Governor to Governor: Former Gov. Swift on Gov. Palin and Media Criticism Against Her

This is a rush transcript from "On the Record ," October 3, 2008. This copy may not be in its final form and may be updated.

GRETA VAN SUSTEREN, FOX NEWS HOST: Tonight: Governor Palin debated last night, but she had more to say -- Governor Palin in her own words. FOX News's Carl Cameron sat down with Senator McCain's running mate for her first interview after last night's vice presidential debate, and no topic was off the table, including Governor Palin's now infamous interview with Katie Couric.


GOV. SARAH PALIN (R-AK), VICE PRESIDENTIAL NOMINEE: I guess I have to apologize for being a bit annoyed, but that's also an indication of being outside of that Washington elite, outside of the media elite also, and just wanted to talk to Americans without the filter and let them know what we stand for.

CARL CAMERON, FOX NEWS CORRESPONDENT: OK. So at the risk of annoying you...


CAMERON: ... When you were asked, you know, What do you read, newspapers or magazines...


CAMERON: ... You didn't answer it, or you said, Well, I have all kinds of resources.

PALIN: Right, right, right.

CAMERON: What do you read?


VAN SUSTEREN: So you think Governor Palin answers the questions this time? Well, you will see that entire interview by Carl in moments.

But first, the dust is still settling after last night's vice presidential showdown in St. Louis. The largest audience in the history of FOX News tuned in for that debate, and the two candidates did not disappoint.


SEN. JOSEPH BIDEN (D-DE), VICE PRESIDENTIAL NOMINEE: If you notice, Gwen, the governor did not answer the question about deregulation, did not answer the question of defending John McCain about not going along with the deregulation, letting Wall Street run wild.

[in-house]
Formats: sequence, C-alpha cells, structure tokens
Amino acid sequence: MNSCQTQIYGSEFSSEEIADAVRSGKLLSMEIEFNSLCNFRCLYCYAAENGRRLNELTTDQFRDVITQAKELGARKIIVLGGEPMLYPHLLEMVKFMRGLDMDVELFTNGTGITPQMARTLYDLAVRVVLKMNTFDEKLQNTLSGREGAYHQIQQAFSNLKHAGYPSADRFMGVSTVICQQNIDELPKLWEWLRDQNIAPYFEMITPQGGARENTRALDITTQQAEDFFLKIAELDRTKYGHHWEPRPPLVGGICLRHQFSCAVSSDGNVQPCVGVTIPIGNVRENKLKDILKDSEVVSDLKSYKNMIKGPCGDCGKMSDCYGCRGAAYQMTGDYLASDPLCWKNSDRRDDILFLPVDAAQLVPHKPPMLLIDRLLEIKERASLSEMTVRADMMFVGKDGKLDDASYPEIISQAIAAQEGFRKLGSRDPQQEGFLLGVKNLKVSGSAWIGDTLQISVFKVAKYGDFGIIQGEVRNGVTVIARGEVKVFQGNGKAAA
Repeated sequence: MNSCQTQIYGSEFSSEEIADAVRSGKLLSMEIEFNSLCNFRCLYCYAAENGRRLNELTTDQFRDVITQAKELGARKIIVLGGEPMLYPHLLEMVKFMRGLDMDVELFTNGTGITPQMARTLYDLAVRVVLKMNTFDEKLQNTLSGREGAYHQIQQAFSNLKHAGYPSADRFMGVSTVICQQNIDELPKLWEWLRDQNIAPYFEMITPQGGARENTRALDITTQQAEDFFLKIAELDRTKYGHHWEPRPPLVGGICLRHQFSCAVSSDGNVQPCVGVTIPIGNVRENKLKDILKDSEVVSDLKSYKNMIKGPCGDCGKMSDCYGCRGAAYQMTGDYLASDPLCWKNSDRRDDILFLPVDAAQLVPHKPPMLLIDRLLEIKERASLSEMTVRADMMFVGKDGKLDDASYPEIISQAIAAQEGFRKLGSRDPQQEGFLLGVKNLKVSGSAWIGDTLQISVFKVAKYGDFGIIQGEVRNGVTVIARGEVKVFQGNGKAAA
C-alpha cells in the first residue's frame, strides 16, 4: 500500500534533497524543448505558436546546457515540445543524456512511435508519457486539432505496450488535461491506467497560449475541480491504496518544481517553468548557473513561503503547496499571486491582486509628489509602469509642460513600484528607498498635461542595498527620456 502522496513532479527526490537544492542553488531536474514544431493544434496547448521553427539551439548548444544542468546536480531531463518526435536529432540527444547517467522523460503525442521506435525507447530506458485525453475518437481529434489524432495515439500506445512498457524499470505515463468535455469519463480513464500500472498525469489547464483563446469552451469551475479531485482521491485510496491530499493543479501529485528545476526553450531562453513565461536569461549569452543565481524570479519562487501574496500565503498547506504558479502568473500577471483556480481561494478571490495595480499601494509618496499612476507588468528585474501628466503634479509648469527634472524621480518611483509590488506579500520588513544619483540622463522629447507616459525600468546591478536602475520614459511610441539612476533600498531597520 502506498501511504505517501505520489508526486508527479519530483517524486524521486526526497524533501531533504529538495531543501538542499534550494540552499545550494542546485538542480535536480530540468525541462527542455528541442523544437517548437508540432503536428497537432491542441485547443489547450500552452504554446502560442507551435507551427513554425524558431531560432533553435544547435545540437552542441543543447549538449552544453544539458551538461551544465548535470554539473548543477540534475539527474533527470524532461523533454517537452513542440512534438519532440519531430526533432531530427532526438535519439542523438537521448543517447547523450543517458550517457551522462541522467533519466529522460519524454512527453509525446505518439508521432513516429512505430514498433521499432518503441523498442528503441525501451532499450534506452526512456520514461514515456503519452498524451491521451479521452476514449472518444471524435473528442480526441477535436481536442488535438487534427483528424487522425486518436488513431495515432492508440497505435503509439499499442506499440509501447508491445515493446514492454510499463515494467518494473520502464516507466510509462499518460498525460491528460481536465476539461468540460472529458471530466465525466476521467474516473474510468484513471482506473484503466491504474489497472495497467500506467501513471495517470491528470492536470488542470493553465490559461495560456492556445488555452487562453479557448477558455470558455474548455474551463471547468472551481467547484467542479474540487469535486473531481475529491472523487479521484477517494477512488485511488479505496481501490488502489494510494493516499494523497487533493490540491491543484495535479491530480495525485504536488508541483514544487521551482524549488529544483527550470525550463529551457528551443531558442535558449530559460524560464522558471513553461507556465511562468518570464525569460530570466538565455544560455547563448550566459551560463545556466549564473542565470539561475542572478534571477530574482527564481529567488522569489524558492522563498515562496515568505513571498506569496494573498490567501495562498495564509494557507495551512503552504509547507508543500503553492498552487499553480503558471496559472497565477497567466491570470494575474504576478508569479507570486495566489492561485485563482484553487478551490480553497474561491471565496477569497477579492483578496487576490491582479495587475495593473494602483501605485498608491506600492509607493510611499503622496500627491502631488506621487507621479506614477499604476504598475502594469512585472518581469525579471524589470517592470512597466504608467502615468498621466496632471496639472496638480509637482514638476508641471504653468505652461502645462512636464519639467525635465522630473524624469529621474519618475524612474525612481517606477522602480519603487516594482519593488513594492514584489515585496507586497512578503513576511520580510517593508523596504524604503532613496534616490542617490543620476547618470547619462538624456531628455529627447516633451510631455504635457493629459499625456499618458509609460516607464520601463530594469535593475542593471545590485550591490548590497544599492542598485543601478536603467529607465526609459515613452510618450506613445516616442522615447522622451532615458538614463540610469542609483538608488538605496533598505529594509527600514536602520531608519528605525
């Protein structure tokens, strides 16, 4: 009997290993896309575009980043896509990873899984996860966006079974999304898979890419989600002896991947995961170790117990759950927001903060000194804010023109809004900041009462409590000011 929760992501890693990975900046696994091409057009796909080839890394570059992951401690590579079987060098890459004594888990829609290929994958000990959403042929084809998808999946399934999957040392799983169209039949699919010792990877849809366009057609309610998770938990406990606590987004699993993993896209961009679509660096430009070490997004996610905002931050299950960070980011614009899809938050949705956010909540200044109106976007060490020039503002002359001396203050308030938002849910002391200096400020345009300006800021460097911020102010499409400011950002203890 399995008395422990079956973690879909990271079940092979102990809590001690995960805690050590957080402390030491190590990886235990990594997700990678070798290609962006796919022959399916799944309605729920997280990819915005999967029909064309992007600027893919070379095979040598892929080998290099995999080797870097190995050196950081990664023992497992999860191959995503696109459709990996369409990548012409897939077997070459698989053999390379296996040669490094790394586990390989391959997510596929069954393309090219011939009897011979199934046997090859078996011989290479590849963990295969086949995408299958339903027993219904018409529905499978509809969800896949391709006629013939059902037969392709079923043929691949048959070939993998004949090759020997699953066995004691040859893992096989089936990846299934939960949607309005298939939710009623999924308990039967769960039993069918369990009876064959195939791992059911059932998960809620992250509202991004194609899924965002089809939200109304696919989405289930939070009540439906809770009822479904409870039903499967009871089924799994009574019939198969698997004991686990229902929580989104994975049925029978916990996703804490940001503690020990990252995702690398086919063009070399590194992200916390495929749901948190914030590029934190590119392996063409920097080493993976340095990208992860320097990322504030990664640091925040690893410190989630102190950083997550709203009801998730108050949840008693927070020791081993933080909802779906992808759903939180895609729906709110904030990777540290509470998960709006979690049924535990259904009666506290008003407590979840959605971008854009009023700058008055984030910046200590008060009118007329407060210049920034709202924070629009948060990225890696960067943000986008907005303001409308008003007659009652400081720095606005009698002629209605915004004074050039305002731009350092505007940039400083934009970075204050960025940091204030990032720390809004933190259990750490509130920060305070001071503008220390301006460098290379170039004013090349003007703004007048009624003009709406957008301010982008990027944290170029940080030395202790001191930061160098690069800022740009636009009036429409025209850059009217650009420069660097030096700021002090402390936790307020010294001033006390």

PALIN: Say it ain't so, Joe. There you go again, pointing backwards again, though. You prefaced your whole comment with the Bush administration. Now, doggone it, let's look ahead and tell Americans what we have to plan to do for them in the future.


VAN SUSTEREN: If elected, Governor Sarah Palin will be the first female vice president in history. Our next guest knows something about breaking glass ceilings. She was the first female governor of Massachusetts. Former governor Jane Swift joins us live. Nice to see you, Governor.

JANE SWIFT (R), FORMER MASSACHUSETTS GOVERNOR: It's nice to be with you tonight.

VAN SUSTEREN: Governor, every candidate, from either gender, race, whatever, has particular challenges. What do you think Governor Palin's challenge is today, the day after the debate, as she races towards election day?

SWIFT: Well, first of all, it's too bad she doesn't have more debates because I think she did a great job last night. And now that I'm back home, the people I talked to really think she connected with their concerns and had some real solid differences with the Democratic ticket.

But I think that the challenge, Greta, is for her to find ways to speak in a big enough platform directly to the families of America about what she wants to do, about what she and John McCain stand for, how they're different on taxes, on energy independence, on national security, from the Obama-Biden ticket.

And you know, you don't get a lot of opportunities to do that, unless you are talking through the media. So I think she has to figure out, like, apparently, she did today, ways that she can use the media to connect directly with Americans, like she did last night.